back to the wall, with one's

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back to the wall, with one's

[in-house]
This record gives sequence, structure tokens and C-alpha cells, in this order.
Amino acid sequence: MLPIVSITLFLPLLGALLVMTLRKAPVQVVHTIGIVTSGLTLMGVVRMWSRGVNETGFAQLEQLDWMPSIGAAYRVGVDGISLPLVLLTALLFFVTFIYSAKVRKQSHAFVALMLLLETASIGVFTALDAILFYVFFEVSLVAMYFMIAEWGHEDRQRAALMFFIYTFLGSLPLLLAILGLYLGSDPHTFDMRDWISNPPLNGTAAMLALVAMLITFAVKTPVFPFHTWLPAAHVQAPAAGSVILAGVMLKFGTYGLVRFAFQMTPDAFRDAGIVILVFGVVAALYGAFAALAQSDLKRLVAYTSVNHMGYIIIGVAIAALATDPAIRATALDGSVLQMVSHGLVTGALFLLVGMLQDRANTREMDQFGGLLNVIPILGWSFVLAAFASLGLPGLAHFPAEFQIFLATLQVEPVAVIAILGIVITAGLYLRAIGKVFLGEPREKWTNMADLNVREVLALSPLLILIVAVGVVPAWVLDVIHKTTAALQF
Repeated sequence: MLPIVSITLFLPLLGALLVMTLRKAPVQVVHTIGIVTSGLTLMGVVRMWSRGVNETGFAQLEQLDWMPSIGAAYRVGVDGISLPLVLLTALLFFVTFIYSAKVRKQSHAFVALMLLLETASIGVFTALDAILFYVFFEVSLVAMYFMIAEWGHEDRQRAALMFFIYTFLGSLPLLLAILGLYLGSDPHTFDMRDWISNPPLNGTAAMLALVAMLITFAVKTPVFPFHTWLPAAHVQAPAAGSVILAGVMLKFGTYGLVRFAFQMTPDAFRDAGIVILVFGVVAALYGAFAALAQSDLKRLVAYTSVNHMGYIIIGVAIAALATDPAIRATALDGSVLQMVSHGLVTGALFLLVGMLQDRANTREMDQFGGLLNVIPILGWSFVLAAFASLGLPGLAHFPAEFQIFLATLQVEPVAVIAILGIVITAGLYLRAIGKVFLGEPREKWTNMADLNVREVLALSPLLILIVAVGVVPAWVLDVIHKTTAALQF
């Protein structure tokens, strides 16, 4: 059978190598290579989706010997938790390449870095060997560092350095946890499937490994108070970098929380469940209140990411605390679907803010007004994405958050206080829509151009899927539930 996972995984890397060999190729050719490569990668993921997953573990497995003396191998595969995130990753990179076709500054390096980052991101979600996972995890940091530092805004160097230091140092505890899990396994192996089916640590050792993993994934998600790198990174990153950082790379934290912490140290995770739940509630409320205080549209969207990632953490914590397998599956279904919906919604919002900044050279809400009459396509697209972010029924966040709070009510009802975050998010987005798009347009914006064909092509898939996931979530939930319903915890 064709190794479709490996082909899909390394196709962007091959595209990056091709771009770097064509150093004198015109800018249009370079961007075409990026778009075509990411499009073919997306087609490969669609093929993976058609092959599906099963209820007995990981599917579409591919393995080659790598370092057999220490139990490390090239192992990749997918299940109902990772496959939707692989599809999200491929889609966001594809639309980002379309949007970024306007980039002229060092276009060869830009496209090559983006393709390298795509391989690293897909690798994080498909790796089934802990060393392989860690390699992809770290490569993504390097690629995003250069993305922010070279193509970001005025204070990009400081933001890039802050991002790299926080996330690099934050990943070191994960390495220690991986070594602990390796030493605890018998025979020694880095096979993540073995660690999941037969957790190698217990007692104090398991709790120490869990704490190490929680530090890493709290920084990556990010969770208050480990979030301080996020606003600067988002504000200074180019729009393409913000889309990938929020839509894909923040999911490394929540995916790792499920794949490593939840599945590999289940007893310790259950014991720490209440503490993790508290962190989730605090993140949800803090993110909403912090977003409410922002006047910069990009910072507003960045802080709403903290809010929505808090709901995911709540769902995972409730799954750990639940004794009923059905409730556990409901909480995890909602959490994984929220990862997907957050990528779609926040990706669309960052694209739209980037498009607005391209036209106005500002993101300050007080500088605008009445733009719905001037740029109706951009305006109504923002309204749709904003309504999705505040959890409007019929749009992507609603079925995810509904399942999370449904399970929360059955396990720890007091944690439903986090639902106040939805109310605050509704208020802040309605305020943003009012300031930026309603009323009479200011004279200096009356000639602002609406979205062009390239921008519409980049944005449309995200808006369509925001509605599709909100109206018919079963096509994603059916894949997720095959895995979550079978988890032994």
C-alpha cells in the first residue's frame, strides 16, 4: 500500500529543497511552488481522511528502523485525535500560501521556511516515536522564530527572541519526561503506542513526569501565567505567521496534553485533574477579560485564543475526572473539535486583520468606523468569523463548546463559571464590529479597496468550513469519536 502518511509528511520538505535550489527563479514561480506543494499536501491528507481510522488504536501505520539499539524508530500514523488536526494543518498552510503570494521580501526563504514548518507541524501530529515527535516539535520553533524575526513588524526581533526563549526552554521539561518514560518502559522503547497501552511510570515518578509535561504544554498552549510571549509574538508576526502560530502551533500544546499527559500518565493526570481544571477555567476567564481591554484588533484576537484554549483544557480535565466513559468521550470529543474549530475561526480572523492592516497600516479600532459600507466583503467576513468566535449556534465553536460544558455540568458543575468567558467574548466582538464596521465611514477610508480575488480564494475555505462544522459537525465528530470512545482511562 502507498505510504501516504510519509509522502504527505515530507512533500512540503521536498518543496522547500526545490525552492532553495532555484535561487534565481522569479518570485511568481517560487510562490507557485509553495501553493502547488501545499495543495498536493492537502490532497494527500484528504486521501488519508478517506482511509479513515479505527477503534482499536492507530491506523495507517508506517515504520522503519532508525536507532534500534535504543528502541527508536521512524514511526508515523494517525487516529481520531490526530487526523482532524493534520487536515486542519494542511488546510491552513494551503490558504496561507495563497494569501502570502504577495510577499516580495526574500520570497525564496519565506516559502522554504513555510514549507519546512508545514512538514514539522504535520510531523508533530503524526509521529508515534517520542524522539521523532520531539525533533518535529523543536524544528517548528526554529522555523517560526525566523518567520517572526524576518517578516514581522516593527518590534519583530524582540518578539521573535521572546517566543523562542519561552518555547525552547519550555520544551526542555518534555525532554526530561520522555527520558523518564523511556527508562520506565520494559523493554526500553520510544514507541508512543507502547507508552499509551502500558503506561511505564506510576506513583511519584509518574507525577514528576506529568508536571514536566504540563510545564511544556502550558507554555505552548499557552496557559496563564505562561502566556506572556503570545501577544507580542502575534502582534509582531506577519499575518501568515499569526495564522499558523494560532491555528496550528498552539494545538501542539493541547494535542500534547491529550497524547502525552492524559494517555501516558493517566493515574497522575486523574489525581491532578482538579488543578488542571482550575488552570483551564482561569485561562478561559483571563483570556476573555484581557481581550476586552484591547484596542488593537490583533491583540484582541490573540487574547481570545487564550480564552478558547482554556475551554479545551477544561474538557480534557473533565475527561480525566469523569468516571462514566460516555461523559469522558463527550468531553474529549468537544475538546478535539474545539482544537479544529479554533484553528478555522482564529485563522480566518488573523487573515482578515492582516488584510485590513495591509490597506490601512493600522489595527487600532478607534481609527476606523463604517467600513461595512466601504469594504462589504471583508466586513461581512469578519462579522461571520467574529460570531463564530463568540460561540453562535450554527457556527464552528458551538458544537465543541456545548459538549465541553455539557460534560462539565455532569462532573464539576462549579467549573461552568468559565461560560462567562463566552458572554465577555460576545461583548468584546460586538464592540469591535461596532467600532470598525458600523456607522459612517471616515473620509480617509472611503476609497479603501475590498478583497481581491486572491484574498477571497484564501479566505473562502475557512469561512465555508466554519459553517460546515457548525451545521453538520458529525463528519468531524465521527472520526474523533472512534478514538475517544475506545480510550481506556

Hard-pressed; making a last-ditch defensive stand. The term embodies the idea that backing up against a wall prevents an attack from behind, but it also indicates that one has been forced back to this position and no further retreat is possible. Although it had been used since the sixteenth century and was already colloquial in nineteenth-century Britain, the term became famous near the end of World War I through an order to the British troops given by General Douglas Haig and reported in the London Times on April 13, 1918: “Every position must be held to the last man. . . . With our backs to the wall, and believing in the justice of our cause, each one of us must fight on to the end.
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